Father-son team repairing clock at historical society
It has taken three years, but the street clock outside the Milwaukee County Historical Society will soon be telling time again.
The century-old clock was installed outside the society on Kilbourn Ave. in 2001. It stopped working in 2014, and the historical society struggled to find someone who could repair it.
“It’s really a lost art,” said Mame McCully, the society’s executive director.
After the Milwaukee Journal Sentinel wrote an article about the clock, the society received calls from as far away as Texas with people offering to help fix it.
“We could not believe the interest that was spurred,” McCully said.
But it was a Milwaukee family that proved to be the clock’s savior.
“I called them up and said, ‘Can we come and look at the clock, we’d like to try and fix it,’ ” said Keith Seib, who owns Planet Bead, 710 N. Milwaukee St.
In addition to selling all manner of beads — from centuries-old European necklaces to Swarovski crystals — Seib and his son, Zachary, repair clocks, watches and music boxes.
Seib describes the business as a “candy store” of beads and said the re-
pairs are mostly done through wordof-mouth.
They took the clock’s motor and wooden pieces back to their shop to repair. On Monday, they primed the clock’s base in a rusty red, and the following day repainted it to its original gold. Next they’ll reinstall the motor, hands and glass face — an improvement from the old plastic face that was not true to the original clock and had yellowed over time. They’ll also replace the light bulbs with more energy-efficient LED lights.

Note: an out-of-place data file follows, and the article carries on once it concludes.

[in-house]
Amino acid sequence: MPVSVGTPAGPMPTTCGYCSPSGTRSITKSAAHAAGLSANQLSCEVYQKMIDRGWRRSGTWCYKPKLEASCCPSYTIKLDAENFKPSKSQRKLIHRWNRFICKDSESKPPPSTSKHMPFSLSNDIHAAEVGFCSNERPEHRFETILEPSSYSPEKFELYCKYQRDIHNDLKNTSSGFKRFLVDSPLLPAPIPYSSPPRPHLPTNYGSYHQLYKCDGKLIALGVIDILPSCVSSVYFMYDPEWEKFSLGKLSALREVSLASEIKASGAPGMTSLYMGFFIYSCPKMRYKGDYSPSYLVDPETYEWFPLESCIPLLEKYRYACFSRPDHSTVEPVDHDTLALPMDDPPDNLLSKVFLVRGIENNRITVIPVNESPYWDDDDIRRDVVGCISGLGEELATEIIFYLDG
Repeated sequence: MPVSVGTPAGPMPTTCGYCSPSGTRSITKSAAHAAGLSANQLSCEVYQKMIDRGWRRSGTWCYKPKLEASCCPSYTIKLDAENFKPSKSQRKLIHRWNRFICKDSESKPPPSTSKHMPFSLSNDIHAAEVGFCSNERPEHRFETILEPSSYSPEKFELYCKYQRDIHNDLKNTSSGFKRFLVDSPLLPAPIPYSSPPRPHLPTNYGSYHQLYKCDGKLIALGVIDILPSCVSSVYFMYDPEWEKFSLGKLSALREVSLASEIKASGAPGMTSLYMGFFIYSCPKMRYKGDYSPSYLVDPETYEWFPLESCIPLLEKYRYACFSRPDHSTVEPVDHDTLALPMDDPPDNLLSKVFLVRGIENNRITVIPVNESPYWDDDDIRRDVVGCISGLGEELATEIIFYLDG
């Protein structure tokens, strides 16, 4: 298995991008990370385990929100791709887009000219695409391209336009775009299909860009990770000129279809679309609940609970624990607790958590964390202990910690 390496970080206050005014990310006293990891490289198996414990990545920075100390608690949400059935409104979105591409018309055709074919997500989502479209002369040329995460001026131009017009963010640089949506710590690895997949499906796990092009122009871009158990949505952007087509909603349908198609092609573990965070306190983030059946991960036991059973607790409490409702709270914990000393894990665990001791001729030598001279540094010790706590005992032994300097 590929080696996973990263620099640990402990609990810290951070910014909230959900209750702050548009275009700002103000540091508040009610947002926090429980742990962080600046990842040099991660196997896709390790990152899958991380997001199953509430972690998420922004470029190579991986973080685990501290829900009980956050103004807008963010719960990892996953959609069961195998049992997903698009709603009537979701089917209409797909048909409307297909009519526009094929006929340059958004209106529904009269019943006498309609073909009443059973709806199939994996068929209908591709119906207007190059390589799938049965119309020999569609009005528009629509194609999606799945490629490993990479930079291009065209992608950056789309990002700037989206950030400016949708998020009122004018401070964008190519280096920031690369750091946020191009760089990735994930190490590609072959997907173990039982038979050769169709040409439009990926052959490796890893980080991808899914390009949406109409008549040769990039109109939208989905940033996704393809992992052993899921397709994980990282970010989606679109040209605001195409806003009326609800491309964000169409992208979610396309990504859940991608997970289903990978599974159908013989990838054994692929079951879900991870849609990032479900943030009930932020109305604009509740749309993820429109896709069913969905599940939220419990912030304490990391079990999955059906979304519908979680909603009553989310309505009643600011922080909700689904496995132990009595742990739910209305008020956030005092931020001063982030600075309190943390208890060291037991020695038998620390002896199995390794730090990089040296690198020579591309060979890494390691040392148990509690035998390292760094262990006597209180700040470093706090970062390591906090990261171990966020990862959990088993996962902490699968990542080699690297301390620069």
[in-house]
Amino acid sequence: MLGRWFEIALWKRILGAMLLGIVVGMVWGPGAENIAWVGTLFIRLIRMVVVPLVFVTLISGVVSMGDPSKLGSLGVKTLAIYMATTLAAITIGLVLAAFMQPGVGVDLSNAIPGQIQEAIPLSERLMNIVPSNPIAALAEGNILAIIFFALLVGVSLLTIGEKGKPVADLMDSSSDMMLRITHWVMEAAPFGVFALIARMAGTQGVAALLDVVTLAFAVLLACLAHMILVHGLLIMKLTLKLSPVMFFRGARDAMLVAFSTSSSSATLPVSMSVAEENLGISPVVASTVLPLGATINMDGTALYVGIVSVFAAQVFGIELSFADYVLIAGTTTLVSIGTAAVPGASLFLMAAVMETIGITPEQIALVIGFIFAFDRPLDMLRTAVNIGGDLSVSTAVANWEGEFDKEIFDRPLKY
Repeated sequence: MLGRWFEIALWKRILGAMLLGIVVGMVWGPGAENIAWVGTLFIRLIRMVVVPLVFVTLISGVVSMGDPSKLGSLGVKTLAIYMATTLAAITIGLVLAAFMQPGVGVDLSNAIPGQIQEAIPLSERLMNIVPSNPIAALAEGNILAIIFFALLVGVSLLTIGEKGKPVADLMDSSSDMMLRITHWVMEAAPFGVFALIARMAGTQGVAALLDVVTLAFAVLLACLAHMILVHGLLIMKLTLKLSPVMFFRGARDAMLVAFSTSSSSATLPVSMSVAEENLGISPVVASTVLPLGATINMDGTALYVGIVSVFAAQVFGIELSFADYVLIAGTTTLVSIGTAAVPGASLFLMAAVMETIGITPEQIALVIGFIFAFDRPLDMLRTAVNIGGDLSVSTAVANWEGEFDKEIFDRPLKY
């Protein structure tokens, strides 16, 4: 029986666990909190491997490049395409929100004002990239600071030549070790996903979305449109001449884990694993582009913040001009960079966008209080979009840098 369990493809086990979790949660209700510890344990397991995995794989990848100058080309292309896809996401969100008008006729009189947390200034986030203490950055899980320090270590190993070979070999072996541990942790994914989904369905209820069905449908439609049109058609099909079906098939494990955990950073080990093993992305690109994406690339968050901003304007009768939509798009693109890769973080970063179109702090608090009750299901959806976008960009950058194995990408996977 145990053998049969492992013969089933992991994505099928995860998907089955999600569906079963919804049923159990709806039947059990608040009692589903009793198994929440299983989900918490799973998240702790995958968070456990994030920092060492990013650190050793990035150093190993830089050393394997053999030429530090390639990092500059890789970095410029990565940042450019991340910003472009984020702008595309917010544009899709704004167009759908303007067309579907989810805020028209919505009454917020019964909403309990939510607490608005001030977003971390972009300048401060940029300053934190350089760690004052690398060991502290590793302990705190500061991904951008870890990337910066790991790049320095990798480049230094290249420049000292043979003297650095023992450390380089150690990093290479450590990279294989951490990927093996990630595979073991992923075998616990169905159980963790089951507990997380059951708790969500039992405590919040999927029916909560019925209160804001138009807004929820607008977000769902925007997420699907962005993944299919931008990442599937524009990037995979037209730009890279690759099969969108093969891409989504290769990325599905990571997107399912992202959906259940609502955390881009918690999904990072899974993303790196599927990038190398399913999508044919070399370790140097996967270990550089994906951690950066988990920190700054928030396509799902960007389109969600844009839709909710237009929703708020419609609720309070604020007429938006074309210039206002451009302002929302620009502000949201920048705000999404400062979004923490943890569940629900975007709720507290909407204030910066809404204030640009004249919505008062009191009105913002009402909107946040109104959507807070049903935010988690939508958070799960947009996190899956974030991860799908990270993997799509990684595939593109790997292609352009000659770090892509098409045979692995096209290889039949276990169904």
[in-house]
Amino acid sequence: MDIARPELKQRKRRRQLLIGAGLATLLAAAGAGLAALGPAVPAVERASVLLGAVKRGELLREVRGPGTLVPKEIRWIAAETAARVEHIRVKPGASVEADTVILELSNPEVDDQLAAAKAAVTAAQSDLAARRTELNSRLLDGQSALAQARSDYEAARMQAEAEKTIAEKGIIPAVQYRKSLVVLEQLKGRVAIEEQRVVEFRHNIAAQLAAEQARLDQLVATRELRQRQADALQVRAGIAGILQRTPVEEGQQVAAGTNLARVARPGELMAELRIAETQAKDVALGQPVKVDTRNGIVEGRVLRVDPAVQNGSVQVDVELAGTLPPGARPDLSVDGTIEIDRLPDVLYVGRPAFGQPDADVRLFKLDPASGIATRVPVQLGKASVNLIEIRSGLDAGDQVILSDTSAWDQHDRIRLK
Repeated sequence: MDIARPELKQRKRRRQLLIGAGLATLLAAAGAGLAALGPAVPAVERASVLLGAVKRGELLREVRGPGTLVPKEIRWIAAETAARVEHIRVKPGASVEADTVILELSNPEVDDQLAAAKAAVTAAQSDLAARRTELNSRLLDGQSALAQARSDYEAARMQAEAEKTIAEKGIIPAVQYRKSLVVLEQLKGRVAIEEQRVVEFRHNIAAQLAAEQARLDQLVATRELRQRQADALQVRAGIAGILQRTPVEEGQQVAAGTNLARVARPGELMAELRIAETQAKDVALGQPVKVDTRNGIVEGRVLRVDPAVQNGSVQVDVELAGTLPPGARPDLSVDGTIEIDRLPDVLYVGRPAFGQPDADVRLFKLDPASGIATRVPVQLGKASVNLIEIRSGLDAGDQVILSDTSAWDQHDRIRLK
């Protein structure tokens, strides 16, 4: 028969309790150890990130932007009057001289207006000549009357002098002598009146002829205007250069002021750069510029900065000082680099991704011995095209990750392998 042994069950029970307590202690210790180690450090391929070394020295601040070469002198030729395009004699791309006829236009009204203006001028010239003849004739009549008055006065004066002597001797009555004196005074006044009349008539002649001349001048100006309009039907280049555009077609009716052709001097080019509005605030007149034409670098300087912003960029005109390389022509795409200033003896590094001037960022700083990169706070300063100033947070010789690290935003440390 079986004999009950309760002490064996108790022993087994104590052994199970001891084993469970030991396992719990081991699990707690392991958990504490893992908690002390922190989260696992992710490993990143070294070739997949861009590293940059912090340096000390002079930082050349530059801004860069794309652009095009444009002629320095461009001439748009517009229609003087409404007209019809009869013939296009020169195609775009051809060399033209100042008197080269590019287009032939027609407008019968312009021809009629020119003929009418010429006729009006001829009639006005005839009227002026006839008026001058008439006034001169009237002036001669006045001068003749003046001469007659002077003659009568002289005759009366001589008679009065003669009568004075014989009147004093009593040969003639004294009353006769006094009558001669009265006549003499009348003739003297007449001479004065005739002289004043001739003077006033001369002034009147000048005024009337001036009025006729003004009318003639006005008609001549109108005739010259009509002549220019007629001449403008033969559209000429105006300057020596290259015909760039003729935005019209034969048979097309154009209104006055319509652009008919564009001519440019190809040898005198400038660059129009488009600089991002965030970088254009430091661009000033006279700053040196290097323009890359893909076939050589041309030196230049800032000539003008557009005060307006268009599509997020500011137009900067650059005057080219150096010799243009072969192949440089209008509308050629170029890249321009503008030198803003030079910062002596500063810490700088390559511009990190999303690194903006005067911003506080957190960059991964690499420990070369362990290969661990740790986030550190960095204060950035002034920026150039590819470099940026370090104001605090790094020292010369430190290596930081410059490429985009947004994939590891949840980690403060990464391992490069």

Despite how much the historical society struggled to find someone to repair the clock, the Seibs said it wasn’t too difficult to fix.
“I would say a lot of things that we fix every day are probably more complicated,” Keith Seib said.
The 20-foot Seth Thomas-brand clock originally stood in front of the Milton H. Klopf jewelry store at 2367 S. Kinnickinnic Ave. in Bay View.
Former Milwaukee Mayor Sherburn Becker destroyed most of the city’s street clocks in 1906 under the pretense that they were obstructing sidewalks, but really because the 26-yearold mayor thought they were old-fashioned. But a handful of clocks, including Klopf’s, survived.
When Klopf died in 1963, his wife donated the clock to the historical society. Its face was displayed in the society’s galleries, but the base sat unused outside the building until 2001.
Rueben McMunn, of the Milwaukee Chapter of the National Association of Clock Collectors, fixed the interior mechanics, and the society installed the completed clock outside.
It ticked along until stopping in April 2014. McMunn had passed away, so the historical society sent the motor away for repairs. It worked for a little while before breaking again.
When McCully joined the historical society in July of that year, she was determined to get the clock fixed.
The Seibs offered to fix the clock for little more than the cost of supplies — a more generous offer than the $20,000 someone else had sought for fixing it.
“(Keith’s) like, ‘I just want to see this clock running,’ ” McCully said.
Zachary Seib paints the M.H. Klopf clock outside the Milwaukee County Historical Society on Tuesday. The century-old clock stopped working in 2014, and the historical society struggled to find someone to repair it.